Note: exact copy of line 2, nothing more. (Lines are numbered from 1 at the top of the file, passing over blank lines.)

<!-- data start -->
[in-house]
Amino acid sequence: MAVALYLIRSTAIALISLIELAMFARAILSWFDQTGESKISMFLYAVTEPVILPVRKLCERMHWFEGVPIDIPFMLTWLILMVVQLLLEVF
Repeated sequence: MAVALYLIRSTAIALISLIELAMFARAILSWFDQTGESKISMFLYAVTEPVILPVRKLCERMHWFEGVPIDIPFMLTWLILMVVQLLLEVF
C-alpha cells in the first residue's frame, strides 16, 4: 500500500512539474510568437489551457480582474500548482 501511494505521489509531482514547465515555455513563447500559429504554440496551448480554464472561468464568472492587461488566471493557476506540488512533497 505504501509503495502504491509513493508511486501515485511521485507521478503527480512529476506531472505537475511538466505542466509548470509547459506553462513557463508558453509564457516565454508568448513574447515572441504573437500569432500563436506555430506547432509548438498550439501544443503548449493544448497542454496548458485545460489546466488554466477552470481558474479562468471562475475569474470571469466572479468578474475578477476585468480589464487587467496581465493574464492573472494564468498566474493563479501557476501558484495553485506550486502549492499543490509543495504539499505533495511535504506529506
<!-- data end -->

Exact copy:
Amino acid sequence: MAVALYLIRSTAIALISLIELAMFARAILSWFDQTGESKISMFLYAVTEPVILPVRKLCERMHWFEGVPIDIPFMLTWLILMVVQLLLEVF